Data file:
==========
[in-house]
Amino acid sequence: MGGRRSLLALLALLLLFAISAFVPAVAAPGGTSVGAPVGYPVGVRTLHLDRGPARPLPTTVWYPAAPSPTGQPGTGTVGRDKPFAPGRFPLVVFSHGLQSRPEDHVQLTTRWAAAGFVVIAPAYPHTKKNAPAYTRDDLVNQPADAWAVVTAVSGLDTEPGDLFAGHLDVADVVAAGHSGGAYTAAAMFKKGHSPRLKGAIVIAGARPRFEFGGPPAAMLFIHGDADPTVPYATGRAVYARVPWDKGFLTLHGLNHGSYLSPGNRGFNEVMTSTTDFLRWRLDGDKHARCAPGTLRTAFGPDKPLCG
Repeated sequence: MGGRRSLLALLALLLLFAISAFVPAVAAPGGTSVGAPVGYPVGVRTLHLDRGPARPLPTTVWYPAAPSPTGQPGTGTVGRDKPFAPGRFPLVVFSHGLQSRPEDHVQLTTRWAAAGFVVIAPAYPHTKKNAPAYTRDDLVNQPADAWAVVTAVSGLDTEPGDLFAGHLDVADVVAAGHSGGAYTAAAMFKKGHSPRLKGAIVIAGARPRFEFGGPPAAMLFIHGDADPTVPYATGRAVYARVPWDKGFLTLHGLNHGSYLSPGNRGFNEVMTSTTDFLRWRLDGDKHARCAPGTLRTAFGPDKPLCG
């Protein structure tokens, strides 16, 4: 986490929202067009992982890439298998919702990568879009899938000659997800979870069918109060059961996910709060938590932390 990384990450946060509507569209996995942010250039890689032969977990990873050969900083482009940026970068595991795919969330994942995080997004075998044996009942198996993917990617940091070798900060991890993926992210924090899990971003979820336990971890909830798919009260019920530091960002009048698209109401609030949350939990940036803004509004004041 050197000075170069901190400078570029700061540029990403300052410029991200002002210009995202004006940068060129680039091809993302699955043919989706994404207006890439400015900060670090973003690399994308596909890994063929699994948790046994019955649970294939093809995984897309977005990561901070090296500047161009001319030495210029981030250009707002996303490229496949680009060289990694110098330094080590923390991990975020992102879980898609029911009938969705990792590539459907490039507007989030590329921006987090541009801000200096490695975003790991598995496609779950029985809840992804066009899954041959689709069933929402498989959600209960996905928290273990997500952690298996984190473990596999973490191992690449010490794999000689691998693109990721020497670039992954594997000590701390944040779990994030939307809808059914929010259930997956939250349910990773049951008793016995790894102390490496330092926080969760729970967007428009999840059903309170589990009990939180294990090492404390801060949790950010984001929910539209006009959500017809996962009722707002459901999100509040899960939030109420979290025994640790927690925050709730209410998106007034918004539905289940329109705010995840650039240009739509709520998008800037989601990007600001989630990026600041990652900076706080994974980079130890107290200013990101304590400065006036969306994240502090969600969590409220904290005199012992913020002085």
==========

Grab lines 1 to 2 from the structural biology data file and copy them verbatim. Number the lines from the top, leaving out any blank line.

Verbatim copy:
[in-house]
Amino acid sequence: MGGRRSLLALLALLLLFAISAFVPAVAAPGGTSVGAPVGYPVGVRTLHLDRGPARPLPTTVWYPAAPSPTGQPGTGTVGRDKPFAPGRFPLVVFSHGLQSRPEDHVQLTTRWAAAGFVVIAPAYPHTKKNAPAYTRDDLVNQPADAWAVVTAVSGLDTEPGDLFAGHLDVADVVAAGHSGGAYTAAAMFKKGHSPRLKGAIVIAGARPRFEFGGPPAAMLFIHGDADPTVPYATGRAVYARVPWDKGFLTLHGLNHGSYLSPGNRGFNEVMTSTTDFLRWRLDGDKHARCAPGTLRTAFGPDKPLCG